Police crack down on abandoned cars in Stamford

STAMFORD, Connecticut (WABC) -- A major push is underway to clear abandoned cars from the streets in Stamford, Connecticut.

Over 75 vehicles have been targeted for towing this week. "We want to get them out as quick as possible," says Stamford police lieutenant Eugene Dohmann. "It's really about quality of life."

Police say they regularly receive complaints from residents about unattended cars left on their street for weeks or months. Vehicles are often ditched because they no longer run, were stolen or used in crimes.

An abandoned Jeep in front of a farmer's market on Stamford's west side was the kind of vehicle that filled Sheila Williams-Brown with questions.

"Where's the police?", she wanted to know. "Who's enforcing it? Who's supposed to be towing it? Why are they still there?"

This week police began aggressively addressing those concerns, fanning out across the city, looking for abandoned vehicles. They have been slapping bright orange stickers on them and removing the license plates.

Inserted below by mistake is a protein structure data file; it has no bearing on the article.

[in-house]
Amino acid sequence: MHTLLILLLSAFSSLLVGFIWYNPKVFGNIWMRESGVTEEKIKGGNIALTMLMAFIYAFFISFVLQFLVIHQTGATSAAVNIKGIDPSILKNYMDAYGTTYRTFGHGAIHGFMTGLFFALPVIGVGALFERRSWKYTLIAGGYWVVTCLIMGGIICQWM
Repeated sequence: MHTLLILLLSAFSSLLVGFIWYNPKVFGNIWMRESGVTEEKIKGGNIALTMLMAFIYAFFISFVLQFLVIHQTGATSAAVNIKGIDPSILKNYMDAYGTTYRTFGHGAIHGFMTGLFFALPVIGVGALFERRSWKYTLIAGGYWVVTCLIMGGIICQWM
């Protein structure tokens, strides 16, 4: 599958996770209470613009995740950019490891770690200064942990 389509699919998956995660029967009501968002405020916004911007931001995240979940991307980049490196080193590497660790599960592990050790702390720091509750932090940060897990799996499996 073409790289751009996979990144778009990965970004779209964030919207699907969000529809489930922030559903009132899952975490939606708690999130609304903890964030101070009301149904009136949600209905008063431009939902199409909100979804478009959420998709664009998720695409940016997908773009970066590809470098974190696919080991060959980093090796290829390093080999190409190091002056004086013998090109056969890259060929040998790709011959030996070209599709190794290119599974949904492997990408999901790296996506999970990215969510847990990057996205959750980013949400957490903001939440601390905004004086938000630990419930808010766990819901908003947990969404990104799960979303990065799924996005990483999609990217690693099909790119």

After 24 hours, they'll be towed. Cops look for obvious signs as with one pickup that was packed with furniture, old rainfall water dripping from the back.

"There's flat tires, lots of dust, the tires are starting to deflate," said Lt. Dohmann. "Sometimes they're not obvious and the neighbors stop and complain."

Clearing the eyesores also frees up parking spaces in a growing city like Stamford. But police say it's a matter of public safety as well.

"Young kids like to play in them, God forbid they get caught in the trunk of an abandoned car," said Lt. Dohmann. "That's the worst case scenario. Drug dealers hide drugs in abandoned cars."

If the vehicles tagged go unclaimed after being towed, their next and last stop is the scrap heap.

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